The Psychology of Goal-Setting. How to Set Goals Programmed for Success?

We’re almost 3 months into the New Year. The expectation that, after the 31st of December midnight, Covid-19 would -miraculously- disappear has failed, together with some (if not most) of the New Year’s resolutions. We keep getting ourselves trapped in the completely misguided idea that we can fundamentally change our lives, in the space of 12 months. How to change that?

I got into a rabbit hole of researching ways on formulating goals that adjust psychology and build habits that lead to success. And what I found has a new angle to many of the classical goal-setting techniques, such as SMART goals.


The methodology is based on stoicism and is created to combat self-destruction during the decision-making process. Formulated by Tim Ferris, early-stage tech investor and best-selling author, visualisation of the worst-case scenarios works great for goal-setting. One of the key parts of his theory includes defining the cost of inaction. Emotional, physical, and financial cost during 6 months, a year, or 3 years time. In his own words, whatever the goal would be – asking for a raise at work, exercising, or leaving a toxic relationship – writing the consequences of inaction often paints a terrifying picture. Therefore, helps us to understand that no action is not an option. What a motivation!

You can learn more about his methodology below:

“I needed this yesterday” type of goals

There is a classic marketing agency task-expression: “needed this yesterday”. These types of tasks represent the requests under the “important” and “urgent” category. These are always treated as a priority and thus are finished first. The same applies to fulfilling our personal objectives by spreading our goals across time. As simple as it sounds, we just have to make them urgent! Give yourself a clear deadline every, let’s say, 3 months with one or two priorities to work on.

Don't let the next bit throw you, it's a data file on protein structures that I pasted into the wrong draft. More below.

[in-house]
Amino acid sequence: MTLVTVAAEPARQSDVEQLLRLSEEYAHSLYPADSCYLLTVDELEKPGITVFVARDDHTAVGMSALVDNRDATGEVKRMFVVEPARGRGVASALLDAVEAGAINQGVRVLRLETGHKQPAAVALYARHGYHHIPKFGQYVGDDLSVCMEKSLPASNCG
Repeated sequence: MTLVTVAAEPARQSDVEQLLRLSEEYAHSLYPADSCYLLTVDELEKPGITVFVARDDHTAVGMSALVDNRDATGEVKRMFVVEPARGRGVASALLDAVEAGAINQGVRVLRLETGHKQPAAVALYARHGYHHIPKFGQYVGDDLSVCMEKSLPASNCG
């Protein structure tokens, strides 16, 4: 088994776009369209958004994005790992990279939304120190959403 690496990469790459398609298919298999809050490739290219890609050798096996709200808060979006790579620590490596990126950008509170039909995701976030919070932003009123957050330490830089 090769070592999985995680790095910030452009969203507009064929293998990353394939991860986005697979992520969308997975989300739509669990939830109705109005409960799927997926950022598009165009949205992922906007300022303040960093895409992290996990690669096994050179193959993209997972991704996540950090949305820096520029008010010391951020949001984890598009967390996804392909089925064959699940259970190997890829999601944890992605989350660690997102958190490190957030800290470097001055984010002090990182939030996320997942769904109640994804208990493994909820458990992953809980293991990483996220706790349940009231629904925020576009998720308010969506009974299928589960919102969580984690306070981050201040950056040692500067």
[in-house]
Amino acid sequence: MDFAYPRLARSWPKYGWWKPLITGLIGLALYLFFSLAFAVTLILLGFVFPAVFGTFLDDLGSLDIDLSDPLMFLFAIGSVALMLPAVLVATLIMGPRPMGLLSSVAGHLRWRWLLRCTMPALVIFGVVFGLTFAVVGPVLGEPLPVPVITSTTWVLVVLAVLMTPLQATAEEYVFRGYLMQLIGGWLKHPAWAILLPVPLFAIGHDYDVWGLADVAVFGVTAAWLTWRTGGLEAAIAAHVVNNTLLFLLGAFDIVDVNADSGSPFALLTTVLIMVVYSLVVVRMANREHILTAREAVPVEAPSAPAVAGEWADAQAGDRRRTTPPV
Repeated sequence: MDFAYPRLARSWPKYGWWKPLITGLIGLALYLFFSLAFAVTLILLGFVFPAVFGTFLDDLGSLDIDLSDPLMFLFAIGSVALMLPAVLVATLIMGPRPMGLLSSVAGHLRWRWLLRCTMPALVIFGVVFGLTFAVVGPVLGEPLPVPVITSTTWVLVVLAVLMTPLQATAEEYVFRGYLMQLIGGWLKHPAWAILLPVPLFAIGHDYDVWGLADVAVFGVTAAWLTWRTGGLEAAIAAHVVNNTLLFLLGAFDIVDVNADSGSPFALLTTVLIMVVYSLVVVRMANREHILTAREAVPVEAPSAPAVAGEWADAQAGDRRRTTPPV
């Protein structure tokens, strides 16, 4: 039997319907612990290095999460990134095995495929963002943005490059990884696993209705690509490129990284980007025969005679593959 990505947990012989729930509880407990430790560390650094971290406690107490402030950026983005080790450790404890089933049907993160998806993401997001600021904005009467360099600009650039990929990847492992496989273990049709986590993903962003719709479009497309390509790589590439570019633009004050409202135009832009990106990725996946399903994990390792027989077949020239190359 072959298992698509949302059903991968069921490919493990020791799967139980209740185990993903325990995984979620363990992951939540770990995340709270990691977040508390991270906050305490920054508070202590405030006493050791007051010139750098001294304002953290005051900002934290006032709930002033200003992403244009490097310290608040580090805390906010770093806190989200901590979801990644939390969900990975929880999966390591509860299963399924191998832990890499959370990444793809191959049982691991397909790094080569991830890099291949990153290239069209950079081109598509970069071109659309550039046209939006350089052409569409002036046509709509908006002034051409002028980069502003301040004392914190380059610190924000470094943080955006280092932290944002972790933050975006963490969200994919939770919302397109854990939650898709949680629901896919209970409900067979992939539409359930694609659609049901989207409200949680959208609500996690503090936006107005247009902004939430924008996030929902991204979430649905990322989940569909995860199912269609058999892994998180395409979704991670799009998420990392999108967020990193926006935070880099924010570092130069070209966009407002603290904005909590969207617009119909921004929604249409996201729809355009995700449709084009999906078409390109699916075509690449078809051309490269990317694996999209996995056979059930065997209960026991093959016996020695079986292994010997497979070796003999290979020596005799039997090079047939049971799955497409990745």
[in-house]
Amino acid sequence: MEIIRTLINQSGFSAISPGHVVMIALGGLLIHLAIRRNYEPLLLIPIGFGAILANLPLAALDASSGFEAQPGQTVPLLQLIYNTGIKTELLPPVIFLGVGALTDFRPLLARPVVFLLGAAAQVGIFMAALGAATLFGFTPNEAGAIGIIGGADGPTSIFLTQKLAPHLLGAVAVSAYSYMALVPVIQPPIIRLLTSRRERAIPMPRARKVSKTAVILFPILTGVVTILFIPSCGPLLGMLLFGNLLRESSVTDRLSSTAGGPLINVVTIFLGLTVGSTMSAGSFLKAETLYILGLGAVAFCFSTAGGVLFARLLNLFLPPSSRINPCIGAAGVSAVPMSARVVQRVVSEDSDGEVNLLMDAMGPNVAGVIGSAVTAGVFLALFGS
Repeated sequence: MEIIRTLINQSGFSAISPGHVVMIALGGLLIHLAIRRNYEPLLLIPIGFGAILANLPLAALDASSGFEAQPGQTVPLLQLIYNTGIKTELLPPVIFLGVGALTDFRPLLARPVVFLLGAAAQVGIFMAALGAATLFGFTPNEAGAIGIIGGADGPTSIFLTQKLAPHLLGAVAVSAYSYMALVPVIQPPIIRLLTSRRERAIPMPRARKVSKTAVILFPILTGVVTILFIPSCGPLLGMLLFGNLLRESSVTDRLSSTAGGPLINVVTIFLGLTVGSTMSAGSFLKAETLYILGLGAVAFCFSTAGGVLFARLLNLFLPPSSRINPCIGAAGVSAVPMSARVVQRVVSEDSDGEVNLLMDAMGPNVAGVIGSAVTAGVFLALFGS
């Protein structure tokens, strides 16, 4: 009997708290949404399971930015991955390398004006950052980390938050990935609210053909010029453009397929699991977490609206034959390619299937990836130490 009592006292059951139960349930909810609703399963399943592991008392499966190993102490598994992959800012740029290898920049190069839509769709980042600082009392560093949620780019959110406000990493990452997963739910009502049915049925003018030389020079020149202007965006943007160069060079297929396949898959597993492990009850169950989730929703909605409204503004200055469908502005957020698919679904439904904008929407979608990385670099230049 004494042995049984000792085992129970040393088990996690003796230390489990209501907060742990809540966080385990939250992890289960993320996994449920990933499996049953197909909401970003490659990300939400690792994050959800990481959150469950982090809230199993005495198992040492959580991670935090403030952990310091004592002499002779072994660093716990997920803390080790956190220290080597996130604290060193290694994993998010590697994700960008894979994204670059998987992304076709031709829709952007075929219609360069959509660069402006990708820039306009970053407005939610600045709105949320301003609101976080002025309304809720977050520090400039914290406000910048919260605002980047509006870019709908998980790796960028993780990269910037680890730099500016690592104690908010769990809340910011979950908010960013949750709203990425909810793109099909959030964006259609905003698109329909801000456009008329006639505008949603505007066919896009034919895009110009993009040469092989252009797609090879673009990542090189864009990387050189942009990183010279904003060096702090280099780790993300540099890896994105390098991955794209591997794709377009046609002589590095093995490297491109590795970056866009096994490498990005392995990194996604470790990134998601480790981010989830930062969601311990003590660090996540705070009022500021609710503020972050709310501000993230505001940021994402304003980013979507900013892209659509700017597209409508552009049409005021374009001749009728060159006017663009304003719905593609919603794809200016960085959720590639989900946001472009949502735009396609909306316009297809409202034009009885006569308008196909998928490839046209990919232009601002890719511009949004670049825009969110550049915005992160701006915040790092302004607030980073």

The physical environment effect

Let’s imagine that one of your yearly aspirations is to reduce screen time. There is a part of working on this goal that depends on a conscious decision, turning off notifications from Instagram or LinkedIn for instance. However, there is an unconscious part as well – our physical environment. How are we going to reduce time, if our living room is set up for us to  always face the television? How are we aiming to lose weight if the first thing we see on the eye level in the fridge is a beer and when Instagram is filled with fitness models eating chips and sipping cocktails?

Well, James Clear, the author of Atomic Habits has some advice here. He claims that we need to adjust the physical environment so that it increases the number of steps before falling into unwanted behaviour. So, move that sofa to face the window and put that beer at the very top of the fridge. Our behaviour is a response to the physical environment, and we need to make it work for us, not the other way around!

Process over result 

Let’s finish with some of the classics: “I want to lose 7kg in the next year”. Aiming to lose the extra weight by its nature isn’t wrong, the way we formulate it, however, is. Such a goal is doomed to fail when we -unconsciously- put it into the category of pain and long-term patience. As Steven Bartlett in the podcast “The Diary of the CEO” puts it: the majority of the goals we set fall in the category of “big achievements” and those cannot give us instant gratification. Therefore, on average, 80% of them fail by mid-February. The underlying solution is: reformulating the goal into a process-oriented intention. “Doing physical exercise at least 15-20 minutes a day” is a great replacement, where 15 minutes can be a walk, yoga, run or swim session – whatever you prefer. But committing to something that is oriented to a process rather than a far-fetching result eventually helps to achieve that initial ambition of losing 7kg!

To conclude, goals are something that gives us direction and to achieve those we need discipline. But there are also some actions we can undertake to trick our mind into working in our favor and giving that instant gratification that makes us fulfilled. So, set those fears, adjust your physical environment and change your result-orientation into process-goals. Happy mind-tricking and (actually) reaching your goals!

Sarah Ebling

          Sarah Ebling holds a professorship in Accessibility Studies at Zurich University of Applied Sciences (ZHAW) and is a senior researcher at the University of Zurich. Her research focuses on natural language processing in the context of disabilities and special needs, specifically, sign language technology and automatic text simplification. Her groups’ contributions involve artificial intelligence techniques with a strong emphasis on user involvement. She is involved in various international and national projects and leads a large-scale Swiss innovation initiative entitled „Inclusive Information and Communication Technologies“ (2022-2026;